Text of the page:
JC: That is entirely Phil’s song, almost back to front. We each contributed musical parts to it and stuff like that. I think Phil came across it, and it was just one of those things where it inspired him to set it to music. And then, he ended up liking it so much he wanted it to go on the album, which was fine with us [laughs]. But I’m not really sure what the inspiration was beyond that – just that Lewis Carroll’s pretty rad.
MM: Your songs generally have a sense of adventure to them in that there are little riffs or rhythmic changes along the way, keeping things interesting by adding a certain dynamic edge to the music. I know everyone contributes to the songwriting process. Do songs usually start as just riffs or are they a little more fully formed? I know you guys had mentioned that some songs had riffs by Will dating back as far as high school.
JC: Yeah, I think “Stuart Gets Lost Dans Le Metro” was like that, for sure. That was an old thing of Will’s.
I mean, do you play guitar?
JC: I don’t know. Sometimes you just come up with something cool, but it doesn’t necessarily prove itself to be a song for a long time, you know? Like I definitely have little riffs and things that I’ve been playing for years. And that’s how some of my songs on the albums have come about, too, from just playing them for years and then finally deciding to turn them into songs. “In Pairs” was kind of the same way. The lyric was something that I had written for another Yeltsin song from a long time ago that isn’t on anything as far as I know. Phil just always liked it and wanted to use it for something, so he took that line and put it to his own music.
MM: I read somewhere that you guys have a lot of stuff (riffs, songs, etc.) that you haven’t gotten to. So, would you say you guys kind of stockpile stuff?
JC: Yeah. I mean, I think that’s probably true of everyone that does what we do. You always have ideas kicking around, but it might take a long time for them to become something fully formed.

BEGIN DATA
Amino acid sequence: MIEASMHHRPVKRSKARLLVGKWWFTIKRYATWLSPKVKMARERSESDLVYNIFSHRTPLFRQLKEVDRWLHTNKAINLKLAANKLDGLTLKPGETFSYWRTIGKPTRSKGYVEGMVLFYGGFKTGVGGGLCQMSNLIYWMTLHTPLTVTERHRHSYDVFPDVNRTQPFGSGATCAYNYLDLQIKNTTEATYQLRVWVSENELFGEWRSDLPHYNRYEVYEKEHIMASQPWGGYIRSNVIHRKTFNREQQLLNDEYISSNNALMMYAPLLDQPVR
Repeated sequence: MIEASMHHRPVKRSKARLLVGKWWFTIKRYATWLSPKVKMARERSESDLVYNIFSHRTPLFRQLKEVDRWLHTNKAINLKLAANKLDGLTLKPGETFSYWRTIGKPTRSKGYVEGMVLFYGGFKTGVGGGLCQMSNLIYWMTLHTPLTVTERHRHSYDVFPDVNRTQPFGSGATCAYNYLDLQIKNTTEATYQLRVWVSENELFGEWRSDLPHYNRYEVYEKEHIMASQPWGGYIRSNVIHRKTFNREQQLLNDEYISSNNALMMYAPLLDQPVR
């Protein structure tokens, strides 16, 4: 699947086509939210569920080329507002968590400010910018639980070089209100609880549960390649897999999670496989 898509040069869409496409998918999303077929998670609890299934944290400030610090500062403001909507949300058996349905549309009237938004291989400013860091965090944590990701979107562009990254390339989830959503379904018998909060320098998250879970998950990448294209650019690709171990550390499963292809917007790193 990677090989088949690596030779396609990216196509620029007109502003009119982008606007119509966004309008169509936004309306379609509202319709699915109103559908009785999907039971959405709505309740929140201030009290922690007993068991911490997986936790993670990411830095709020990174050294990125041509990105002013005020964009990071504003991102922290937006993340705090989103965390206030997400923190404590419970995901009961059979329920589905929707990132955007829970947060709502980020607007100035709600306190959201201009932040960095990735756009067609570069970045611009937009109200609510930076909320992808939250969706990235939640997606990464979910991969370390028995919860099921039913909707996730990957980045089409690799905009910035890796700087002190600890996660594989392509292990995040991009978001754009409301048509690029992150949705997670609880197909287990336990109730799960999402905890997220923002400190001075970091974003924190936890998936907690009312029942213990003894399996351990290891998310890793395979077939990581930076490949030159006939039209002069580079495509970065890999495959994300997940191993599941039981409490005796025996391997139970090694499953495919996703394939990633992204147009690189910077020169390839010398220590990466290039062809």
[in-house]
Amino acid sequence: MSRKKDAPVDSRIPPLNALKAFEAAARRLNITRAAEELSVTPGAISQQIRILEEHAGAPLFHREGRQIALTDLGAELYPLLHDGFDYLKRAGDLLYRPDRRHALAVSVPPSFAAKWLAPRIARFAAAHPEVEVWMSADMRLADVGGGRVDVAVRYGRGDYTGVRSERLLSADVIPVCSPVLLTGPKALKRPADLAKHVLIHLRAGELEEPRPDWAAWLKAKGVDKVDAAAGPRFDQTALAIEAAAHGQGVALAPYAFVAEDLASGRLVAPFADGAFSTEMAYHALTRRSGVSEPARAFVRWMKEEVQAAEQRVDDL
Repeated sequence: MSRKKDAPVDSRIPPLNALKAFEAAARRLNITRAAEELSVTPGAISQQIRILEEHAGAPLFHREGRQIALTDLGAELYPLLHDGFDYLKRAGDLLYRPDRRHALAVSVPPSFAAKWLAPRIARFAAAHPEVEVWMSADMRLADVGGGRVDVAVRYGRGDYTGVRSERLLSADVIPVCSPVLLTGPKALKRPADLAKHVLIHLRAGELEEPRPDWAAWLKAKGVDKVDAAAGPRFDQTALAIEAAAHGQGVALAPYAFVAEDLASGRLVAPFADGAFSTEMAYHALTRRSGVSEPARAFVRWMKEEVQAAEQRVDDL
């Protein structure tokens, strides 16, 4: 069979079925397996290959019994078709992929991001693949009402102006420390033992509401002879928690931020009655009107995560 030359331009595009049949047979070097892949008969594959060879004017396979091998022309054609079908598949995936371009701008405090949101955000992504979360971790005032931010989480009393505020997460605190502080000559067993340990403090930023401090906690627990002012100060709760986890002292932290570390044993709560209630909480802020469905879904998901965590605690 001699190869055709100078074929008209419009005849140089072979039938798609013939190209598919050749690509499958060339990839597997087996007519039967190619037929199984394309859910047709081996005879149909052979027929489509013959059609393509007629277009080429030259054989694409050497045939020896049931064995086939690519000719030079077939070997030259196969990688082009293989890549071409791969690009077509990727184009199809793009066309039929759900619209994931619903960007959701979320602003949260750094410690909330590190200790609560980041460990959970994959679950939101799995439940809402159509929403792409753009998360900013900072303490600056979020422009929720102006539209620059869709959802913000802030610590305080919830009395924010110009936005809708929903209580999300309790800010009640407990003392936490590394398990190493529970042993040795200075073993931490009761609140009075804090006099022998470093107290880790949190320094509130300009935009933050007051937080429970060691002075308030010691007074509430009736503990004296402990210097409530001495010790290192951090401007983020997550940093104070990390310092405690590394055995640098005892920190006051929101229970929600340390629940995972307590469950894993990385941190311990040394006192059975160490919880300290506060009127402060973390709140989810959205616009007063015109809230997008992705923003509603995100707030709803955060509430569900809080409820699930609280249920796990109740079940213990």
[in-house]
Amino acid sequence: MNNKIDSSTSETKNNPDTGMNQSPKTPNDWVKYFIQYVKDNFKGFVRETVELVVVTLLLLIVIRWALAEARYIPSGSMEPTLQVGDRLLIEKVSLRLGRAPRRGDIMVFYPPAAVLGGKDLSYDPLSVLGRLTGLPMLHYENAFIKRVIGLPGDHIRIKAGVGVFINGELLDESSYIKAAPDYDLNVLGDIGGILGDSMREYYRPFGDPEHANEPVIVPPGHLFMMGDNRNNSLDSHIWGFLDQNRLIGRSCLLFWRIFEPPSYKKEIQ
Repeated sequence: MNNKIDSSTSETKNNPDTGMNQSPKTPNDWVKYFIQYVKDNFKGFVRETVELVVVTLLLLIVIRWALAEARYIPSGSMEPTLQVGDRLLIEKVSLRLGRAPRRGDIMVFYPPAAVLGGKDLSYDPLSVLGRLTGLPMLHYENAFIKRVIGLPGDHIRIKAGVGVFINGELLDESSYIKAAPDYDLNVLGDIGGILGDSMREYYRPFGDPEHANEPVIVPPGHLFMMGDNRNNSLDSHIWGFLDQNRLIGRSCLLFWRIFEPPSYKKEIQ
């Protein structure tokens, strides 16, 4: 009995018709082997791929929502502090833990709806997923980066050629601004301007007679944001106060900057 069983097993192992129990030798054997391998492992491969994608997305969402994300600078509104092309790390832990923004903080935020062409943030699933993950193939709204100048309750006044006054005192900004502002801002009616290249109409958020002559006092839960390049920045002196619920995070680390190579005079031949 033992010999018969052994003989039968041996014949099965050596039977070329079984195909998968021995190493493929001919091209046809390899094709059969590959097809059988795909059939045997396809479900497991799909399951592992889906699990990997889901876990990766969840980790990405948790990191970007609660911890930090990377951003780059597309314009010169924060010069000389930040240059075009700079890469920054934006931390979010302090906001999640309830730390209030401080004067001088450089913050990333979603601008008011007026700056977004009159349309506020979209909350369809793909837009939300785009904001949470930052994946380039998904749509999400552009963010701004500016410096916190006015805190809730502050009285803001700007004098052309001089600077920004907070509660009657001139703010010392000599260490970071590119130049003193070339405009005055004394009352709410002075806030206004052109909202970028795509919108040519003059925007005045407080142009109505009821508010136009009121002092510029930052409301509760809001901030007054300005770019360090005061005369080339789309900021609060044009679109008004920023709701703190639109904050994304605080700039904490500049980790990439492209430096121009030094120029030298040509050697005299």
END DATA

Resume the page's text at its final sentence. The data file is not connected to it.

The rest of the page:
MM: Well, I guess what I was trying to get at is that some people get an idea and then they just work through it until it’s fully formed.
JC: Right, right.
MM: But then there are people who come back to stuff. So, for you guys it’s more of a case that you have this riff but you’re not quite sure what to do with it, so you put it on the backburner?
JC: Yeah, sometimes. I guess it depends on to what degree you’re excited about it. There was at least one song that ended up not being on the album that we tried really hard to make something out of. It was pretty much just a riff that Jonathan and I had started messing around with on stage, before shows, before practice would start. We would always play this one little riff. We knew we really liked it and that it could be something. So, we tried really, really hard to make a song out of it, but it never actually came about. We actually even recorded it at Smart [Studios] but it just didn’t feel like it belonged with the rest of the tracks.
MM: So did you finish that song? I know on the bonus track edition of Let It Sway there’re three extra tracks, and one of them is “Tanks Jam.”
JC: Yeah, this isn’t on there. “Tanks Jam” is actually another thing Jonathan and I did for a friend of mine back home. He had this student film, and he needed some music for it. I actually did a bunch of music for it. It’s totally a student film; it’s nothing anyone will ever see, I don’t think. I’ve always kind of wanted to try doing music for a movie because I love films. So that’s where that came from.